Next was costuming. In the movie, Nellie Forbush wore an oversized sailor uniform. I borrowed my dad’s. It was big and floppy just like Nellie’s. Her friend, Bloody Mary, wore a muumuu. Perhaps this movie had made muumuus popular; they could be worn as a dress or sometimes as a nightgown. My mom, the master seamstress, had sewn one for Ruth Ann. We made paper lei’s that we wore around our necks. We were ready!

Finally, as the show began, we saw we were at the end of the program, which only added to our anxiety. As the show progressed, we could see it wasn’t going very well. The audience had become restless with lots of chatting and laughing; soon they were hardly even paying attention to whoever was on stage.

The heightened nervousness of most of the performers made their presentations seem amateurish and stilted. It was a relief to see we weren’t the only ones experiencing stage fright. When the emcee finally called our names and, as the curtain parted, I hoped for the best, put the needle on the record at just the right place and the music started.

Our pantomime performance (called lip-syncing today) was clearly different. It was light and up-tempo. Pretty soon, everyone in the audience was clapping along and having a great time. The thunder of applause as we ended seemed deafening. Then the audience started yelling “encore, encore.”

Ruth Ann and I were surprised and pleased. We smiled broadly at each other and thought quickly. We had, in our long rehearsals, considered and practiced several songs from the album. I said to Ruth Ann that we could do “The Cockeyed Optimist” which had been our second choice. I went to the record player and found the right place. I signaled the boy operating the curtain to pull it open once again. We started the next song amid cheers from the audience.

But as soon as we’d started, Sister Patrice came up onto the stage. She waved her hands to stop us and roughly pulled the curtain shut. Once the music was turned off she said to the audience that the program was over and everyone should return to their classrooms. She then came behind the curtain and faced us. She said in a low voice that our performance was shameful. She said, with absolute distain, we should get out of those costumes and return to our classrooms. Then she stomped away.

Ruth Ann and I were shocked. What could be wrong with singing a song and dancing? We weren’t dressed in anything immodest or revealing. We hadn’t been “suggestive” in any way! We felt ashamed. But by the end of the day after being regaled with compliments from fellow students as we passed through the hallways in between classes, we held our heads high and enjoyed the attention.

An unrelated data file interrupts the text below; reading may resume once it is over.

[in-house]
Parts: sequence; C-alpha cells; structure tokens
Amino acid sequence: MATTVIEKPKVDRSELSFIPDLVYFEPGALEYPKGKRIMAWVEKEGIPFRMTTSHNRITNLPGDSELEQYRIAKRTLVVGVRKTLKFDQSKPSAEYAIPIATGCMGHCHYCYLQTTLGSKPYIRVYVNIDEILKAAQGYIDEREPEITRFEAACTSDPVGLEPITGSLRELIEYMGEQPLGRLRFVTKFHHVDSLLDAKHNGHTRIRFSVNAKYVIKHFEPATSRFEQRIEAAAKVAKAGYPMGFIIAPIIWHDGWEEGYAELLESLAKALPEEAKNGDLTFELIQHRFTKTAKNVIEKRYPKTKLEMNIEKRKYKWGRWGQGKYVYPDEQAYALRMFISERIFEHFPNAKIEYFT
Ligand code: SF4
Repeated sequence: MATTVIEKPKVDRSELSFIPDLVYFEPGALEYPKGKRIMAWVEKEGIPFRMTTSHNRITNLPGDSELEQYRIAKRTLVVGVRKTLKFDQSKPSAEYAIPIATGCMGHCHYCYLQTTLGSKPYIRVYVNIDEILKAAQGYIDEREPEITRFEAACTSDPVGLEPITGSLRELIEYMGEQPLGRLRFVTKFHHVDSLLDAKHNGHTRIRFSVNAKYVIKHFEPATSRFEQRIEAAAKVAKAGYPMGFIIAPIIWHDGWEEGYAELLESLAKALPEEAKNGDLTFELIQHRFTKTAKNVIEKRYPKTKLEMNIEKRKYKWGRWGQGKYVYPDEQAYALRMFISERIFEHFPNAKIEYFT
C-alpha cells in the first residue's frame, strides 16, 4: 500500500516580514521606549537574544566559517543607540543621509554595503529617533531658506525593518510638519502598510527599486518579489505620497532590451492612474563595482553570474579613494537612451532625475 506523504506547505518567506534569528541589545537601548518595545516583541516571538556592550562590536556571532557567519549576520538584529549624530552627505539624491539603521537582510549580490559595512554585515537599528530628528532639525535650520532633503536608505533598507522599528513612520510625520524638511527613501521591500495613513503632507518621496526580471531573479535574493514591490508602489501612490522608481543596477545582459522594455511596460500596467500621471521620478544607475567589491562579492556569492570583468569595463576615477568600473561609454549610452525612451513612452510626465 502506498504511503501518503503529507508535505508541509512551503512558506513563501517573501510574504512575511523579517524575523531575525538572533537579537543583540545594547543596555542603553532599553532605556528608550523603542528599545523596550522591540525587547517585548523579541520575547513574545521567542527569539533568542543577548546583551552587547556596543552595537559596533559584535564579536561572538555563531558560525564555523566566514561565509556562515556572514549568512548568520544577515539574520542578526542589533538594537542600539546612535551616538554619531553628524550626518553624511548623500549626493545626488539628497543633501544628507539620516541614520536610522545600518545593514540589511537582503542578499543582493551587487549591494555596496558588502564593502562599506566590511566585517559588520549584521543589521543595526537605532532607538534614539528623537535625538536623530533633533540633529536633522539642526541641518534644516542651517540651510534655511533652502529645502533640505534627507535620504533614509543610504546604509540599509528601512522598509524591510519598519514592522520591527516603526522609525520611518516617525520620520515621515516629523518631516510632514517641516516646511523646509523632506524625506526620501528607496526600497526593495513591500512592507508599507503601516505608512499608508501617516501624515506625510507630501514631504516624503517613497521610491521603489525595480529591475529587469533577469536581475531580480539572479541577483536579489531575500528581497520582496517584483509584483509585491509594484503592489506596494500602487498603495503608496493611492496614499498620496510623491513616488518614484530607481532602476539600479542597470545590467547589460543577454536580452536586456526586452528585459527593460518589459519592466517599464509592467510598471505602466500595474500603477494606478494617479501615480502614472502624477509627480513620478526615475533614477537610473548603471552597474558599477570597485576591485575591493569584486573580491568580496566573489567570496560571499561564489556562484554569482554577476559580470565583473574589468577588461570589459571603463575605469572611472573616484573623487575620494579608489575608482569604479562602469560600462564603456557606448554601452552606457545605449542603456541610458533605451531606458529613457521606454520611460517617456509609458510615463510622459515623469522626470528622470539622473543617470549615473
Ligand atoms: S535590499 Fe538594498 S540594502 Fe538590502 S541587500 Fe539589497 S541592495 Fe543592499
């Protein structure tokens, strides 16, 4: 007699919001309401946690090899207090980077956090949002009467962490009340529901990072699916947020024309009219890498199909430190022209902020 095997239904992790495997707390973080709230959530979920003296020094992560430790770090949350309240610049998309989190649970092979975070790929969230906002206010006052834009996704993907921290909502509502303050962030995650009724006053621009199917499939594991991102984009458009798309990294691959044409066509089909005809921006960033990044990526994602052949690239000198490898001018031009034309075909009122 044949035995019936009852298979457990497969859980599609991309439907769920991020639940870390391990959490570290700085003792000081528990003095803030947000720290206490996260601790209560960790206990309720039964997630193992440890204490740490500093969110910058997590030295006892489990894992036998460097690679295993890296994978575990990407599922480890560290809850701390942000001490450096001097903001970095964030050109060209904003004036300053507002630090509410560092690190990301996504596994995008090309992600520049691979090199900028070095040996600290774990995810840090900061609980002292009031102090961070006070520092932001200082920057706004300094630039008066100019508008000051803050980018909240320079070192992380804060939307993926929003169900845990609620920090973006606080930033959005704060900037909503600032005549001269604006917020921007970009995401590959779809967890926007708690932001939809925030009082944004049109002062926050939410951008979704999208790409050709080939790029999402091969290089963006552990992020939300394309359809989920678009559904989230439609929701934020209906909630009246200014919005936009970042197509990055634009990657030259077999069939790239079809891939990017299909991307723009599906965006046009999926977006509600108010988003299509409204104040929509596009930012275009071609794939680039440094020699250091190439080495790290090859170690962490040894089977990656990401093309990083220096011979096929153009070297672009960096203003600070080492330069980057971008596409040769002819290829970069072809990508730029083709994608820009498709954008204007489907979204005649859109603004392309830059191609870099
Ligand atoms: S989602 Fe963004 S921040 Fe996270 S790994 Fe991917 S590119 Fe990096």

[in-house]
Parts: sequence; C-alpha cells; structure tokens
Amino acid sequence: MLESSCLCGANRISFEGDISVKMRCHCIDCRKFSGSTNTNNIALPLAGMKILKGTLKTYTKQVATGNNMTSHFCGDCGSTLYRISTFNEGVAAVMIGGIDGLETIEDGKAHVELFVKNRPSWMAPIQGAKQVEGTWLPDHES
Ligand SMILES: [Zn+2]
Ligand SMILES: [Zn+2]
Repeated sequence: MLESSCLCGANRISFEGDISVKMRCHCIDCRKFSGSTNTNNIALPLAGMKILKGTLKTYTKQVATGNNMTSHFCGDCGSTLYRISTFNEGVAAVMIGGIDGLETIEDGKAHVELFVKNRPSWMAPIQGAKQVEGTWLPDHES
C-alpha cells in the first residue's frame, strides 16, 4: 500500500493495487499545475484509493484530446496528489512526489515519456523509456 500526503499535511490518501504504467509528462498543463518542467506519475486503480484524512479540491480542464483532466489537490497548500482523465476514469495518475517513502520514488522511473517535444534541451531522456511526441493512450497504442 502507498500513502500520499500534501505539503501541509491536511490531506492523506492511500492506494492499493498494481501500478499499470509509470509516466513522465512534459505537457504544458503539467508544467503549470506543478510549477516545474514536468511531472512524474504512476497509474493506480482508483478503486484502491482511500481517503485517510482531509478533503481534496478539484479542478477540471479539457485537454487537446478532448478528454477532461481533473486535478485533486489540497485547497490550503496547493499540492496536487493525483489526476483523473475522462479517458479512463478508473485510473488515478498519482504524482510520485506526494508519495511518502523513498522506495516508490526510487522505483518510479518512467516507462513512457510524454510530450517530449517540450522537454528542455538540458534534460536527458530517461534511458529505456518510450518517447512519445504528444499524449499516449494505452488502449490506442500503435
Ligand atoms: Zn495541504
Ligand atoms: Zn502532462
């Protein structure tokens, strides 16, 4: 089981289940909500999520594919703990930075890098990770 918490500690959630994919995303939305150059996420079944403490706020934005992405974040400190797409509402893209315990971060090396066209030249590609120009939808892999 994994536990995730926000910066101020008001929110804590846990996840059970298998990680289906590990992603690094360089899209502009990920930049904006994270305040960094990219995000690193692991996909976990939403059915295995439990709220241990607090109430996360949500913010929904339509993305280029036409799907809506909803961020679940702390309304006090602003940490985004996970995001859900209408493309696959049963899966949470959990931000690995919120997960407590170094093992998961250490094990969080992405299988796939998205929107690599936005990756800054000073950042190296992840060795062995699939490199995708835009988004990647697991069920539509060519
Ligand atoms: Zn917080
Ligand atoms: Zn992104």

Later I described to my mother what had happened. She looked sad and just shook her head. Mother had been our test audience. Devout Catholic that she was, Mother had seen nothing wrong with our song or choreography. Then even more so, I felt reassured. As far as I can remember, at school nothing more was said about our “sin.” It was like it had never happened.

While that was the beginning and end of my performance career, it was perhaps also the beginning of my questioning of religious authority. As a young girl, I was puzzled by what now seems clearer. Perhaps Sister Patrice saw our skit as an example of the sins that lie ahead for this prepubescent audience. From this, we‘d experiment and think about love, relationships and, heaven forbid, sex! How could Ruth Ann and I know what we had unleashed?

Or was it the words of the song? Washing a man out of your hair sounds like a woman being independent, not needing a man, taking charge of her own destiny. How revolutionary. How feminist. Perhaps, without knowing it, Ruth Ann and I were ahead of our time. Making a statement. Violating society’s rules, Or, starting a revolution. But wait. Perhaps I’m giving Sister Patrice too much credit.

Memories of my parochial school education are sprinkled with many examples of how guilt and shame were the overriding theme. I could have written any one of the many books published about the trials and tribulations of Catholic school. I lived them. Not being able to express myself creatively in the all school talent show has little to do with my being a “recovering catholic” today. But, that’s another story.

The older and wiser person I’ve now become has learned to consider the source when challenged and to look at all sides of an issue before forming an opinion. When I recall what happened to me and Ruth Ann, oh so many years ago, I have to laugh. And while Sister Patrice may see us as one of her failures, I think the whole thing has paid off big time and I have no regrets.


Unknowns Add to Haunting History of Baby Quilt

Originally published in Senior Style July/August, 2008

quilt 001Lost or unknown family keepsakes show up in the most unexpected ways and in the most unlikely places. The baby quilt made especially for me kept reappearing, begging for attention until l I finally had to give it the consideration it deserved.